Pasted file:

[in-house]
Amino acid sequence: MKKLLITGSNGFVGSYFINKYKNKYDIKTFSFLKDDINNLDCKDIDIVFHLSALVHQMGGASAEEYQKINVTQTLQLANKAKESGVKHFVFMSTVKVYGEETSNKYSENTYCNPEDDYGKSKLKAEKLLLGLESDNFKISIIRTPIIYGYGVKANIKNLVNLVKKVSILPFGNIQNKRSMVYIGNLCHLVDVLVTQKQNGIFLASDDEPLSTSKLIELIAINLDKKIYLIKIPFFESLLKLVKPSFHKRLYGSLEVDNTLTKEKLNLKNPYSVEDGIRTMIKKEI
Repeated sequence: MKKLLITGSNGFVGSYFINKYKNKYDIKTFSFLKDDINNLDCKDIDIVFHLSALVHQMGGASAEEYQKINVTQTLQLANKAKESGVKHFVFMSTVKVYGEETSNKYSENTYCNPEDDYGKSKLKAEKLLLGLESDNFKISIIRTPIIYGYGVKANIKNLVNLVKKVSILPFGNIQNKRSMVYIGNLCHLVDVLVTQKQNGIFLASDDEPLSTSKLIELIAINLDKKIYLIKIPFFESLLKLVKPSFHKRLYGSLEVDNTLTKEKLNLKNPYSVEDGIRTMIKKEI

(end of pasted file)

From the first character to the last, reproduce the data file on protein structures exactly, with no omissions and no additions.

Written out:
[in-house]
Amino acid sequence: MKKLLITGSNGFVGSYFINKYKNKYDIKTFSFLKDDINNLDCKDIDIVFHLSALVHQMGGASAEEYQKINVTQTLQLANKAKESGVKHFVFMSTVKVYGEETSNKYSENTYCNPEDDYGKSKLKAEKLLLGLESDNFKISIIRTPIIYGYGVKANIKNLVNLVKKVSILPFGNIQNKRSMVYIGNLCHLVDVLVTQKQNGIFLASDDEPLSTSKLIELIAINLDKKIYLIKIPFFESLLKLVKPSFHKRLYGSLEVDNTLTKEKLNLKNPYSVEDGIRTMIKKEI
Repeated sequence: MKKLLITGSNGFVGSYFINKYKNKYDIKTFSFLKDDINNLDCKDIDIVFHLSALVHQMGGASAEEYQKINVTQTLQLANKAKESGVKHFVFMSTVKVYGEETSNKYSENTYCNPEDDYGKSKLKAEKLLLGLESDNFKISIIRTPIIYGYGVKANIKNLVNLVKKVSILPFGNIQNKRSMVYIGNLCHLVDVLVTQKQNGIFLASDDEPLSTSKLIELIAINLDKKIYLIKIPFFESLLKLVKPSFHKRLYGSLEVDNTLTKEKLNLKNPYSVEDGIRTMIKKEI